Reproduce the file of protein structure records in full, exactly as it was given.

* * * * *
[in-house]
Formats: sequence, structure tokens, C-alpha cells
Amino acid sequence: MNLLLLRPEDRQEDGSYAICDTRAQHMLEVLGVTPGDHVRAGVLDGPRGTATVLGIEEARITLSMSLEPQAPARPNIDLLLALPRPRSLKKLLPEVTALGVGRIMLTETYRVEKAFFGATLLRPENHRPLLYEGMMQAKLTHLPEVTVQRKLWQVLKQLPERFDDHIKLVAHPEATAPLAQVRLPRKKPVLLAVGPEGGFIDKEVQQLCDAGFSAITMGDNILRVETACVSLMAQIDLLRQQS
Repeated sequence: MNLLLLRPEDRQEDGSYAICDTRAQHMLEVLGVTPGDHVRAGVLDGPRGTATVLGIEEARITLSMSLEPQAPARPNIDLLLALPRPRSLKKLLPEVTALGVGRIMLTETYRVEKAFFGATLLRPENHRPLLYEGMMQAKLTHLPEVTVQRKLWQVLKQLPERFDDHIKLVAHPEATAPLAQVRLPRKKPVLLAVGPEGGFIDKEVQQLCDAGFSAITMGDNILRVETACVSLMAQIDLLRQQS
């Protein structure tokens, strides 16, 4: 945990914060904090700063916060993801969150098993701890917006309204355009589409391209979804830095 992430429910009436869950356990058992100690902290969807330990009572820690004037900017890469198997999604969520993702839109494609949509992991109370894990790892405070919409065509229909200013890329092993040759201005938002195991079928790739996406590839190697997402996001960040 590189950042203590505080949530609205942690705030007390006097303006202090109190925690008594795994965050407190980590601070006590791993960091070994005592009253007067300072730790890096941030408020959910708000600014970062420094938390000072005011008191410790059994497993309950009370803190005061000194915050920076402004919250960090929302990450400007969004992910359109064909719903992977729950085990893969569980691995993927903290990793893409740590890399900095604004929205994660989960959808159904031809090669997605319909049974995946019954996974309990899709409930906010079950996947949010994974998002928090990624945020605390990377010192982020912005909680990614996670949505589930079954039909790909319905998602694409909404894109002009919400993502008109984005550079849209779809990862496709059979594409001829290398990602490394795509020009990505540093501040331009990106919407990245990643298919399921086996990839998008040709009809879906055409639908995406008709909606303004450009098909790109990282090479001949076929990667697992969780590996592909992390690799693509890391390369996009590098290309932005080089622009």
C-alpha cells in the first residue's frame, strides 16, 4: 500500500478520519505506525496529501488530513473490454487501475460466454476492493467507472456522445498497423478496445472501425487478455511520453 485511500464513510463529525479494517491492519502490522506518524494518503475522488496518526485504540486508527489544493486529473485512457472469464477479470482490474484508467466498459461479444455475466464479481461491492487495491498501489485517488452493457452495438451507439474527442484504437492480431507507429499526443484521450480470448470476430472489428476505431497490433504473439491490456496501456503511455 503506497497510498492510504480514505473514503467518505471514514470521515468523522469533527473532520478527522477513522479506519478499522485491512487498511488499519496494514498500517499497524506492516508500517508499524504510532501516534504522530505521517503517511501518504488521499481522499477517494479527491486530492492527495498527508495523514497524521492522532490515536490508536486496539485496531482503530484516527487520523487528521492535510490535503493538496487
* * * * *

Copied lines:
[in-house]
Formats: sequence, structure tokens, C-alpha cells
Amino acid sequence: MNLLLLRPEDRQEDGSYAICDTRAQHMLEVLGVTPGDHVRAGVLDGPRGTATVLGIEEARITLSMSLEPQAPARPNIDLLLALPRPRSLKKLLPEVTALGVGRIMLTETYRVEKAFFGATLLRPENHRPLLYEGMMQAKLTHLPEVTVQRKLWQVLKQLPERFDDHIKLVAHPEATAPLAQVRLPRKKPVLLAVGPEGGFIDKEVQQLCDAGFSAITMGDNILRVETACVSLMAQIDLLRQQS
Repeated sequence: MNLLLLRPEDRQEDGSYAICDTRAQHMLEVLGVTPGDHVRAGVLDGPRGTATVLGIEEARITLSMSLEPQAPARPNIDLLLALPRPRSLKKLLPEVTALGVGRIMLTETYRVEKAFFGATLLRPENHRPLLYEGMMQAKLTHLPEVTVQRKLWQVLKQLPERFDDHIKLVAHPEATAPLAQVRLPRKKPVLLAVGPEGGFIDKEVQQLCDAGFSAITMGDNILRVETACVSLMAQIDLLRQQS
């Protein structure tokens, strides 16, 4: 945990914060904090700063916060993801969150098993701890917006309204355009589409391209979804830095 992430429910009436869950356990058992100690902290969807330990009572820690004037900017890469198997999604969520993702839109494609949509992991109370894990790892405070919409065509229909200013890329092993040759201005938002195991079928790739996406590839190697997402996001960040 590189950042203590505080949530609205942690705030007390006097303006202090109190925690008594795994965050407190980590601070006590791993960091070994005592009253007067300072730790890096941030408020959910708000600014970062420094938390000072005011008191410790059994497993309950009370803190005061000194915050920076402004919250960090929302990450400007969004992910359109064909719903992977729950085990893969569980691995993927903290990793893409740590890399900095604004929205994660989960959808159904031809090669997605319909049974995946019954996974309990899709409930906010079950996947949010994974998002928090990624945020605390990377010192982020912005909680990614996670949505589930079954039909790909319905998602694409909404894109002009919400993502008109984005550079849209779809990862496709059979594409001829290398990602490394795509020009990505540093501040331009990106919407990245990643298919399921086996990839998008040709009809879906055409639908995406008709909606303004450009098909790109990282090479001949076929990667697992969780590996592909992390690799693509890391390369996009590098290309932005080089622009």
C-alpha cells in the first residue's frame, strides 16, 4: 500500500478520519505506525496529501488530513473490454487501475460466454476492493467507472456522445498497423478496445472501425487478455511520453 485511500464513510463529525479494517491492519502490522506518524494518503475522488496518526485504540486508527489544493486529473485512457472469464477479470482490474484508467466498459461479444455475466464479481461491492487495491498501489485517488452493457452495438451507439474527442484504437492480431507507429499526443484521450480470448470476430472489428476505431497490433504473439491490456496501456503511455 503506497497510498492510504480514505473514503467518505471514514470521515468523522469533527473532520478527522477513522479506519478499522485491512487498511488499519496494514498500517499497524506492516508500517508499524504510532501516534504522530505521517503517511501518504488521499481522499477517494479527491486530492492527495498527508495523514497524521492522532490515536490508536486496539485496531482503530484516527487520523487528521492535510490535503493538496487